The walk uphill to rejoin the American Road seemed so much steeper today than it had coming down yesterday. Relentless as well, testing the blister on my heel which did not enjoy uphill stretches. It wasn’t long until we were into new territory and excited for what lay ahead. The next section was easy going on a tarmac minor road. The cloud was lower toady and the weather more drizzly. I am not sure if it was the rain or the long and seemingly unending road but we found this section pretty boring after a while and were anxious to move onto something different. One funny incident did occur here though: My sister – convinced that she was dehydrated and therefore drinking A LOT of water before we left the hostel – was by now (already) in need of a toilet stop. There wasnt much cover at the roadside but when you need to go you need to go…. and of course the very first car to pass us did so about now!
The Three Lochs Way app tells you that at this point you are likely to hear some noisy peacocks – this one seemed to be wandering around separate from the rest and was indeed noisy. Great photo sis! Such colourful creatures.
When we eventually reached the right turn and the road became a footpath we had a little celebratory ‘horray!’ The path took us uphill and for the first time we got a glimpse of Loch Lomond and the Clyde. Helensburgh would be our next port of call and as we continued the view started to open up more and more.
We stopped in at The Hill House for refreshments. As it is a National Trust for Scotland property you are supposed to pay to enter however G managed to negotiate with the receptionist to allow us ‘entrance to tearoom and toilets only’ without paying. I am actually a member but of course hadn’t thought to bring my membership card along. The lady did frown upon our attire and questioned how muddy our boots were before agreeing to let us pass. We did look very odd sat in the tearoom with hiking gear and rucksacks surrounded by prim and proper, well-to-do pensioners in for a scone and tea after a morning browsing the house built by Charles Rennie Mackintosh. We gave a donation on the way out ;-)
I was a little disappointed that so much of the walk went through Helensburgh town centre itself, I much prefer walking through woodland or along a beach to avoid any hustle and bustle. It has some pretty areas though. I particularly liked the first part we walked through which had grassy, buttercup filled pavements.
My memories from Helensburgh also include 2 pit stops: the first for my sister to re-apply her Compeed (yes right in the centre of town with people walking past) and the second to eat my packed lunch. We were all tired by now and a little drained from the walk through town. I still remember the look on my sister’s face when the realisation hit that we still had another 4.5hrs or so to walk before reaching Balloch!
I absolutely loved the hill path between Helensburgh and Balloch. I would actually do again as a shorter walk, it was like a mini hill walk. The terrain was varied and because it was on a higher level we were rewarded with lovely views back down into Helensburgh and across the Clyde.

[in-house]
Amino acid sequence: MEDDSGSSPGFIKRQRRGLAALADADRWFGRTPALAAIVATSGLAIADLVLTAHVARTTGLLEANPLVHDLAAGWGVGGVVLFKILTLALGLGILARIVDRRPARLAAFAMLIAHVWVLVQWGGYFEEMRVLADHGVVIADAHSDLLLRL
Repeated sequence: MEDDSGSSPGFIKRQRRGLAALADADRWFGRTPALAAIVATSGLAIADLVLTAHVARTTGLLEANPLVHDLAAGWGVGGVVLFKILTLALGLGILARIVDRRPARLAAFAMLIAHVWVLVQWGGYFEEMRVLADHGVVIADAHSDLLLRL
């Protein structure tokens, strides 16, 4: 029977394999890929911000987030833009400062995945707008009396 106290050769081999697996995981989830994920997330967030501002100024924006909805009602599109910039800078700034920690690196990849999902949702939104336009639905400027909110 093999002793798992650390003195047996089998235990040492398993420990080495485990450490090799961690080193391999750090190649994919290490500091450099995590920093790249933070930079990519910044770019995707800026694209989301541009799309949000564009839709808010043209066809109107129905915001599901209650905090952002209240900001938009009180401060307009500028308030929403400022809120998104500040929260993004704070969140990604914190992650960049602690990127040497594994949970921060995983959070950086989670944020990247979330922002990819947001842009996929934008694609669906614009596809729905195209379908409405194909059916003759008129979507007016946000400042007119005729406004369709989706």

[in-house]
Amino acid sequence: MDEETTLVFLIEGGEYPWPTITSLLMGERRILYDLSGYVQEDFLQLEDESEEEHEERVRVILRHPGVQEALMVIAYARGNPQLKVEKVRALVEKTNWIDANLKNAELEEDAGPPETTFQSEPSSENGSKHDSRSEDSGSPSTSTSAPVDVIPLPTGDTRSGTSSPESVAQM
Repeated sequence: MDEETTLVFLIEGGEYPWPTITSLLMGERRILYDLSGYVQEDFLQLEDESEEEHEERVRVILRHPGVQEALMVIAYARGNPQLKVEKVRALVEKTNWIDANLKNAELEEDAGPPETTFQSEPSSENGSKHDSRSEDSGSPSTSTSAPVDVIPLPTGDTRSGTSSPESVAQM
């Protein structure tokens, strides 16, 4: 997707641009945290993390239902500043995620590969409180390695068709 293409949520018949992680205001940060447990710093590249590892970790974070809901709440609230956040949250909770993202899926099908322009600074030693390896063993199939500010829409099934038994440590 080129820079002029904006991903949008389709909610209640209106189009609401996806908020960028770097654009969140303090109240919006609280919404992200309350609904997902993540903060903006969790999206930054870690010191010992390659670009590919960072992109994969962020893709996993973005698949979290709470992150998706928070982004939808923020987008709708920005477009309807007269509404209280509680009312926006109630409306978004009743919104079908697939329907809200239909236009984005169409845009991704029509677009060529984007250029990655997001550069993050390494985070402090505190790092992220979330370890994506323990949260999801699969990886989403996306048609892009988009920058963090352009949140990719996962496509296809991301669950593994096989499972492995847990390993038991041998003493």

We passed through some forest, a section which technically was closed due to forestry works however we decided since it was a Sunday it was unlikely any work was happening so we took a risk and went in anyway. We were right, the machinery and equipment was all there but no workers. The clouds were really low and a mist was coming in over the trees, an indication that we were pretty high up. It gave an almost spooky atmosphere to the place, that and the fact we were the only ones there!
I learned what these things are for! Had seen them a few times along the way and will admit that I innocently thought they were for shoveling snow in the winter haha. Nope! The signs obviously didn’t give me a big enough clue…
There was a viewpoint we chose to climb up to in the forest and I’m so glad we did because the views down onto Loch Lomond were simply stunning. After walking so many miles we did hesitate about doing this de-tour because we weren’t sure how far it was or whether it was worth it. It definitely was, 100%.
Inside the forest we came to the end of the wide track and suddenly the path in front of us descended into a deep dark forest. If I’d had a torch with me I would have used it! As though that wasn’t scary enough, someone somewhere close by was buzzing around on a motorbike, that or it was a chainsaw I don’t know. We pretty much jogged our way out of there as fast as we could and it was a relief to come out onto the open hillside at the other side.
The final section started off sore underfoot due to a track made of broken stones. However the views of Loch Lomond continued and reminded us that we were almost there! I loved these upturned trees we passed – I was unsure whether the wind had blown them over or a forestry vehicle had shoved them down but in any case the effect was enough for me to stop and take a photo!
From here it was a gentle walk down into Balloch. There wasn’t much conversation flowing by this point, we were just pressing on imagining the moment we would take our hiking boots off and put fresh socks on! But arriving at the end put a huge smile on our faces and even G agreed to a celebratory photo. Say cheeeeeese!